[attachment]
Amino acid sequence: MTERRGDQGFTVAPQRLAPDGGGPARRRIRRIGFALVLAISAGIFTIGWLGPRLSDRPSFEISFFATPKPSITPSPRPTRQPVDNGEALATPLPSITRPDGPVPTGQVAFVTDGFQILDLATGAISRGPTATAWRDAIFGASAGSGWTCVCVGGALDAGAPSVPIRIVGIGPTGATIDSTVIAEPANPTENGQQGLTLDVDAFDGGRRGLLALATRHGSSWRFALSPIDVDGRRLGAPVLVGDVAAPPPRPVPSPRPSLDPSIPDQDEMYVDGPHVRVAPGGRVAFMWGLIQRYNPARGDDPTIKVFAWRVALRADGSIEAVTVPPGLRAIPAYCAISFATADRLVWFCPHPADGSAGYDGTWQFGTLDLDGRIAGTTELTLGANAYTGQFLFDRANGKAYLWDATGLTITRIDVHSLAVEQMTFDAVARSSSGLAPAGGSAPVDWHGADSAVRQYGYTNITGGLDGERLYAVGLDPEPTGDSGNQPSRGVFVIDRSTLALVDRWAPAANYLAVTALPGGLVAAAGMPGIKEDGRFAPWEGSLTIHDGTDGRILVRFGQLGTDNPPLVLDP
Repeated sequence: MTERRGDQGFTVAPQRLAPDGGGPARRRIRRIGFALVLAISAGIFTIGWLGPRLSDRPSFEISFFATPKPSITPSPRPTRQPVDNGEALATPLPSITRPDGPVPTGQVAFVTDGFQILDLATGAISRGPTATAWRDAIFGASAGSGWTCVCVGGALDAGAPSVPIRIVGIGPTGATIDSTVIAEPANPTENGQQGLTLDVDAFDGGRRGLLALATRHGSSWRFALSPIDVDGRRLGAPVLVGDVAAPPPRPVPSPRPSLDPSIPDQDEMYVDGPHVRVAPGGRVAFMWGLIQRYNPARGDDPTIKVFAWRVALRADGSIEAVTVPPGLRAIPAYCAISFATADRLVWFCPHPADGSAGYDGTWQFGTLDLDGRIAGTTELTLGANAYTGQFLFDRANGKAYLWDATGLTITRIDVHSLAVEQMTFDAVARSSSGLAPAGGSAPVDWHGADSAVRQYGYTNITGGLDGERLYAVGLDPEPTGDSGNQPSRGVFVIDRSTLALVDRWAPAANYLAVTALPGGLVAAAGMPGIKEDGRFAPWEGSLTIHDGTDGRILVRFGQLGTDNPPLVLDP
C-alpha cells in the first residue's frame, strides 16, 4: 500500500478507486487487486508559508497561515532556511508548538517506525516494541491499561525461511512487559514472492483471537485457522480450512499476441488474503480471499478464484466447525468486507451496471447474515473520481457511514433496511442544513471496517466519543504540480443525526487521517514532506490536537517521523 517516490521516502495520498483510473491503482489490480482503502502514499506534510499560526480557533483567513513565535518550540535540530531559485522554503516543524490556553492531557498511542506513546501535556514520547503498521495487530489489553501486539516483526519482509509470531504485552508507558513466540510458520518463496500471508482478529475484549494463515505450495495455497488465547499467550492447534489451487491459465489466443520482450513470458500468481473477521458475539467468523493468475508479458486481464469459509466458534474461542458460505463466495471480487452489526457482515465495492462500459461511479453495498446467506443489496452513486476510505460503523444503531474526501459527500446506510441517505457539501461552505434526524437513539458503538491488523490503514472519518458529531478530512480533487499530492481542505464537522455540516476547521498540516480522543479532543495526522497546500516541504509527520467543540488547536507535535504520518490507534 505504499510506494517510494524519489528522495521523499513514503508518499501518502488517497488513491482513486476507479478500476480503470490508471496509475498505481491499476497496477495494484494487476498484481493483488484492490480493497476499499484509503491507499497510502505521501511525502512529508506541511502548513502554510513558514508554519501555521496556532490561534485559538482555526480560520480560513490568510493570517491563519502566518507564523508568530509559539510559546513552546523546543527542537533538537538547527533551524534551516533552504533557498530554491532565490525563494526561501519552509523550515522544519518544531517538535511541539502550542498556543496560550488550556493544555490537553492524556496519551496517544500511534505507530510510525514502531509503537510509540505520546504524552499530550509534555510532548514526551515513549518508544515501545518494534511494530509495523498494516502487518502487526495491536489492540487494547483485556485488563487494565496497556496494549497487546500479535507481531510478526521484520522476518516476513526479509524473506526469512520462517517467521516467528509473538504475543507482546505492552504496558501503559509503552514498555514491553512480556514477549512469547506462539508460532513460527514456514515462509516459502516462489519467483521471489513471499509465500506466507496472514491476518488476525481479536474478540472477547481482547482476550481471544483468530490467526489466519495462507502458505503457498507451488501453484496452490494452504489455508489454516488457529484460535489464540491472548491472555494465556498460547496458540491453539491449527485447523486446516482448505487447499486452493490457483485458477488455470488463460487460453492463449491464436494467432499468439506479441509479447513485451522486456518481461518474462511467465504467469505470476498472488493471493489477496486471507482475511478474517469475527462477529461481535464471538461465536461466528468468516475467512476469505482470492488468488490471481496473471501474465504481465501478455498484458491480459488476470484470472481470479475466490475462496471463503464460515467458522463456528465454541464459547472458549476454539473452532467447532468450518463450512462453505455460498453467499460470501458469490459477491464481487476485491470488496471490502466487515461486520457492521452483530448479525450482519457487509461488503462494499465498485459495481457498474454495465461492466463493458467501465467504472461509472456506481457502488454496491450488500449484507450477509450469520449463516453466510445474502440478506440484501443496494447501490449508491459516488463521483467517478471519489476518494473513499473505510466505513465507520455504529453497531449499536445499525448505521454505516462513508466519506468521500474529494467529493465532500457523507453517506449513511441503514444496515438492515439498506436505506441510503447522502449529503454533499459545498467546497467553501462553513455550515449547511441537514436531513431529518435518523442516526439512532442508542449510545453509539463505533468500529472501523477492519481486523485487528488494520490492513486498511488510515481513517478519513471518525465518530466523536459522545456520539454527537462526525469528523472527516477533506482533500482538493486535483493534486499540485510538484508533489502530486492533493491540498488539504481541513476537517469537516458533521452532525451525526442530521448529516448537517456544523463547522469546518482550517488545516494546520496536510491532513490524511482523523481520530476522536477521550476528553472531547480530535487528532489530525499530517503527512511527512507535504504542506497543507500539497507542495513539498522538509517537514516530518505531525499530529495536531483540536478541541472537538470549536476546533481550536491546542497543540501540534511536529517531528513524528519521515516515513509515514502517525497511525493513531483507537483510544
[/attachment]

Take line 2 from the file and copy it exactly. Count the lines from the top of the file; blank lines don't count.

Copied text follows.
Repeated sequence: MTERRGDQGFTVAPQRLAPDGGGPARRRIRRIGFALVLAISAGIFTIGWLGPRLSDRPSFEISFFATPKPSITPSPRPTRQPVDNGEALATPLPSITRPDGPVPTGQVAFVTDGFQILDLATGAISRGPTATAWRDAIFGASAGSGWTCVCVGGALDAGAPSVPIRIVGIGPTGATIDSTVIAEPANPTENGQQGLTLDVDAFDGGRRGLLALATRHGSSWRFALSPIDVDGRRLGAPVLVGDVAAPPPRPVPSPRPSLDPSIPDQDEMYVDGPHVRVAPGGRVAFMWGLIQRYNPARGDDPTIKVFAWRVALRADGSIEAVTVPPGLRAIPAYCAISFATADRLVWFCPHPADGSAGYDGTWQFGTLDLDGRIAGTTELTLGANAYTGQFLFDRANGKAYLWDATGLTITRIDVHSLAVEQMTFDAVARSSSGLAPAGGSAPVDWHGADSAVRQYGYTNITGGLDGERLYAVGLDPEPTGDSGNQPSRGVFVIDRSTLALVDRWAPAANYLAVTALPGGLVAAAGMPGIKEDGRFAPWEGSLTIHDGTDGRILVRFGQLGTDNPPLVLDP